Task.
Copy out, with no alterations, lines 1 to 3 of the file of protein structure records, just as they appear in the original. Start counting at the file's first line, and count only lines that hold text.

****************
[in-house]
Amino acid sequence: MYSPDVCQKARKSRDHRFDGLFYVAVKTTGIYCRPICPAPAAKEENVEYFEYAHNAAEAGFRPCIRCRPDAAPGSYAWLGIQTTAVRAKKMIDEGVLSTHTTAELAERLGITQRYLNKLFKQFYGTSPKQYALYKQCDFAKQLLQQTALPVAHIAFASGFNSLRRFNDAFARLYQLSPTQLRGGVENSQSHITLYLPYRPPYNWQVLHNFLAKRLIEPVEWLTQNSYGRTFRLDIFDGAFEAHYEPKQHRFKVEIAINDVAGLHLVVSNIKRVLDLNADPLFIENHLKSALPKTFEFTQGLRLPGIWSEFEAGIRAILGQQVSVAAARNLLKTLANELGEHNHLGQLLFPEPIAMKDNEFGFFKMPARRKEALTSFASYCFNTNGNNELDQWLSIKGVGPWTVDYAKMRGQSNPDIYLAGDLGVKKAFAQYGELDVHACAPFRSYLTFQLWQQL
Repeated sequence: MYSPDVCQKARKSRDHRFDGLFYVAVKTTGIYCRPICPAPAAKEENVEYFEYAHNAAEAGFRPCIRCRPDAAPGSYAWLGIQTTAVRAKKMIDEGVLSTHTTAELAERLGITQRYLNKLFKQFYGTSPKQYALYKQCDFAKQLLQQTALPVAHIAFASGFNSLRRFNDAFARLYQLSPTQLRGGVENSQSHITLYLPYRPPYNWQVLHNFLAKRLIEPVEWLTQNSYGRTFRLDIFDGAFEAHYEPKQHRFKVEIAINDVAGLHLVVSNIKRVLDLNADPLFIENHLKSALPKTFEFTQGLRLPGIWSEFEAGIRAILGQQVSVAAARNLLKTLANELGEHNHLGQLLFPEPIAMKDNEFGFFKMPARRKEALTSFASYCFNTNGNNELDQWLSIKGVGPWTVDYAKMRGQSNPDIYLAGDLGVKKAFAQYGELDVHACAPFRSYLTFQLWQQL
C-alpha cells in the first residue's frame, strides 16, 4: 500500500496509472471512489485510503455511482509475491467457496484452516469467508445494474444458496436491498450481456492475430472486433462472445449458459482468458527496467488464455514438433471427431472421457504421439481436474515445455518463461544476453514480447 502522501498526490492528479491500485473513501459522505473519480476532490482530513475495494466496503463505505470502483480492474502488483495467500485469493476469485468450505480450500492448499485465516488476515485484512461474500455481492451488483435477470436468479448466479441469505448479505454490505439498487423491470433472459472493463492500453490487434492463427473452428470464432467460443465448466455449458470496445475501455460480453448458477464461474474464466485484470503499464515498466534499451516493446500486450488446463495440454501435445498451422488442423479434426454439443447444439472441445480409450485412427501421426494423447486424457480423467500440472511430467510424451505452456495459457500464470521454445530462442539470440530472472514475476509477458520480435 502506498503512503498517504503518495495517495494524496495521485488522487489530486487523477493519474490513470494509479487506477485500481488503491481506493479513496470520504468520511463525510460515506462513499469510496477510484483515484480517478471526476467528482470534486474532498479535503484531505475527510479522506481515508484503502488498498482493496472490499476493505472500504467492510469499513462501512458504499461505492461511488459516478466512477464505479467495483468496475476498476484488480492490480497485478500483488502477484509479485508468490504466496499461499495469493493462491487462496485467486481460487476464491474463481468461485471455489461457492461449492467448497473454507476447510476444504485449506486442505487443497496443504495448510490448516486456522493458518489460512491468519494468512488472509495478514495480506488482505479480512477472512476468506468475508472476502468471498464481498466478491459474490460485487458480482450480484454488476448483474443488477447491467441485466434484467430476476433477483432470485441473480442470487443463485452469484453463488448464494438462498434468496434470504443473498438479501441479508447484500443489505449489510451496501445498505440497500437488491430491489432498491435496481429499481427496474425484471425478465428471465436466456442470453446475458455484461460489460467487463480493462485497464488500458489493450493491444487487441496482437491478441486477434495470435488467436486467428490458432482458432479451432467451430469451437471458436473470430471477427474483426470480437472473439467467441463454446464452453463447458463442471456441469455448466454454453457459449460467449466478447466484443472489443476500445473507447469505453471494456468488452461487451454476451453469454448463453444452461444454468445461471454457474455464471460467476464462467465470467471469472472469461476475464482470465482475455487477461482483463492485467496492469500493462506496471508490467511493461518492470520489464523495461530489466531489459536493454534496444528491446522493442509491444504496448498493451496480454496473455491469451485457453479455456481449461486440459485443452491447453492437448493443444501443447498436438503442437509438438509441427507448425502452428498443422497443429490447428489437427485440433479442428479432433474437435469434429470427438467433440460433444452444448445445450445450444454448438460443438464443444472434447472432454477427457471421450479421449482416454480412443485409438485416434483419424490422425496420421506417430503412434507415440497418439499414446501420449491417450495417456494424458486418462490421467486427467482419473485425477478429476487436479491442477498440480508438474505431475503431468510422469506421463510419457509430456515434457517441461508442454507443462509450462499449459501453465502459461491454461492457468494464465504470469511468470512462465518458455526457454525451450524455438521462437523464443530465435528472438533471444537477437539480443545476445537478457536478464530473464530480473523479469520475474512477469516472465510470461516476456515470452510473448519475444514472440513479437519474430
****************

[in-house]
Amino acid sequence: MYSPDVCQKARKSRDHRFDGLFYVAVKTTGIYCRPICPAPAAKEENVEYFEYAHNAAEAGFRPCIRCRPDAAPGSYAWLGIQTTAVRAKKMIDEGVLSTHTTAELAERLGITQRYLNKLFKQFYGTSPKQYALYKQCDFAKQLLQQTALPVAHIAFASGFNSLRRFNDAFARLYQLSPTQLRGGVENSQSHITLYLPYRPPYNWQVLHNFLAKRLIEPVEWLTQNSYGRTFRLDIFDGAFEAHYEPKQHRFKVEIAINDVAGLHLVVSNIKRVLDLNADPLFIENHLKSALPKTFEFTQGLRLPGIWSEFEAGIRAILGQQVSVAAARNLLKTLANELGEHNHLGQLLFPEPIAMKDNEFGFFKMPARRKEALTSFASYCFNTNGNNELDQWLSIKGVGPWTVDYAKMRGQSNPDIYLAGDLGVKKAFAQYGELDVHACAPFRSYLTFQLWQQL
Repeated sequence: MYSPDVCQKARKSRDHRFDGLFYVAVKTTGIYCRPICPAPAAKEENVEYFEYAHNAAEAGFRPCIRCRPDAAPGSYAWLGIQTTAVRAKKMIDEGVLSTHTTAELAERLGITQRYLNKLFKQFYGTSPKQYALYKQCDFAKQLLQQTALPVAHIAFASGFNSLRRFNDAFARLYQLSPTQLRGGVENSQSHITLYLPYRPPYNWQVLHNFLAKRLIEPVEWLTQNSYGRTFRLDIFDGAFEAHYEPKQHRFKVEIAINDVAGLHLVVSNIKRVLDLNADPLFIENHLKSALPKTFEFTQGLRLPGIWSEFEAGIRAILGQQVSVAAARNLLKTLANELGEHNHLGQLLFPEPIAMKDNEFGFFKMPARRKEALTSFASYCFNTNGNNELDQWLSIKGVGPWTVDYAKMRGQSNPDIYLAGDLGVKKAFAQYGELDVHACAPFRSYLTFQLWQQL